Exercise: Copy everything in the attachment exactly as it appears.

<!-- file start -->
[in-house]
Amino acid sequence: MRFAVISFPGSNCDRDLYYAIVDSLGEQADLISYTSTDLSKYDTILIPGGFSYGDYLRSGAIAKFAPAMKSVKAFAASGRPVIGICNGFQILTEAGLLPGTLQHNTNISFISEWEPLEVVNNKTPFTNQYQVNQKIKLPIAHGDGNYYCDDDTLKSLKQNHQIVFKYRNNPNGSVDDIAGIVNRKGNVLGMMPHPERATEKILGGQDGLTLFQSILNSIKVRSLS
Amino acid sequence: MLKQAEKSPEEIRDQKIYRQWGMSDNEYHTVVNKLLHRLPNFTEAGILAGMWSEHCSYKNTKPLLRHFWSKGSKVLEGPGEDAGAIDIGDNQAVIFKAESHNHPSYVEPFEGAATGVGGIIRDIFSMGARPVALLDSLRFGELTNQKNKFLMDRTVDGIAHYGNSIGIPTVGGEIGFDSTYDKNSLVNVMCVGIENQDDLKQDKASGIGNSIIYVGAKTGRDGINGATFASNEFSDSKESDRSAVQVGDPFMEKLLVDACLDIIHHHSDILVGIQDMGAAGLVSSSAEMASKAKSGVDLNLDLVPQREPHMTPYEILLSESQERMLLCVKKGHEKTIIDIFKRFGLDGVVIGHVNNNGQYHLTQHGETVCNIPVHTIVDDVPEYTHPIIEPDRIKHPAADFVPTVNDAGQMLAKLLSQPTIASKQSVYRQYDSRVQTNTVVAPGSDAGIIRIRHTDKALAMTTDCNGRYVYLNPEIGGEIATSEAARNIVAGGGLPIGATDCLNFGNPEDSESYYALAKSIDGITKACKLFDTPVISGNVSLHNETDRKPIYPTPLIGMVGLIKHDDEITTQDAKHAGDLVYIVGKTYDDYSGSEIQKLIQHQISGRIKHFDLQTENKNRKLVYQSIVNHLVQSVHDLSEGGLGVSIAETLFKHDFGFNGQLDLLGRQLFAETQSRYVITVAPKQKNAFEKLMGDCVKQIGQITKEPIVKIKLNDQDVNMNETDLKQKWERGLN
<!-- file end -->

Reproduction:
[in-house]
Amino acid sequence: MRFAVISFPGSNCDRDLYYAIVDSLGEQADLISYTSTDLSKYDTILIPGGFSYGDYLRSGAIAKFAPAMKSVKAFAASGRPVIGICNGFQILTEAGLLPGTLQHNTNISFISEWEPLEVVNNKTPFTNQYQVNQKIKLPIAHGDGNYYCDDDTLKSLKQNHQIVFKYRNNPNGSVDDIAGIVNRKGNVLGMMPHPERATEKILGGQDGLTLFQSILNSIKVRSLS
Amino acid sequence: MLKQAEKSPEEIRDQKIYRQWGMSDNEYHTVVNKLLHRLPNFTEAGILAGMWSEHCSYKNTKPLLRHFWSKGSKVLEGPGEDAGAIDIGDNQAVIFKAESHNHPSYVEPFEGAATGVGGIIRDIFSMGARPVALLDSLRFGELTNQKNKFLMDRTVDGIAHYGNSIGIPTVGGEIGFDSTYDKNSLVNVMCVGIENQDDLKQDKASGIGNSIIYVGAKTGRDGINGATFASNEFSDSKESDRSAVQVGDPFMEKLLVDACLDIIHHHSDILVGIQDMGAAGLVSSSAEMASKAKSGVDLNLDLVPQREPHMTPYEILLSESQERMLLCVKKGHEKTIIDIFKRFGLDGVVIGHVNNNGQYHLTQHGETVCNIPVHTIVDDVPEYTHPIIEPDRIKHPAADFVPTVNDAGQMLAKLLSQPTIASKQSVYRQYDSRVQTNTVVAPGSDAGIIRIRHTDKALAMTTDCNGRYVYLNPEIGGEIATSEAARNIVAGGGLPIGATDCLNFGNPEDSESYYALAKSIDGITKACKLFDTPVISGNVSLHNETDRKPIYPTPLIGMVGLIKHDDEITTQDAKHAGDLVYIVGKTYDDYSGSEIQKLIQHQISGRIKHFDLQTENKNRKLVYQSIVNHLVQSVHDLSEGGLGVSIAETLFKHDFGFNGQLDLLGRQLFAETQSRYVITVAPKQKNAFEKLMGDCVKQIGQITKEPIVKIKLNDQDVNMNETDLKQKWERGLN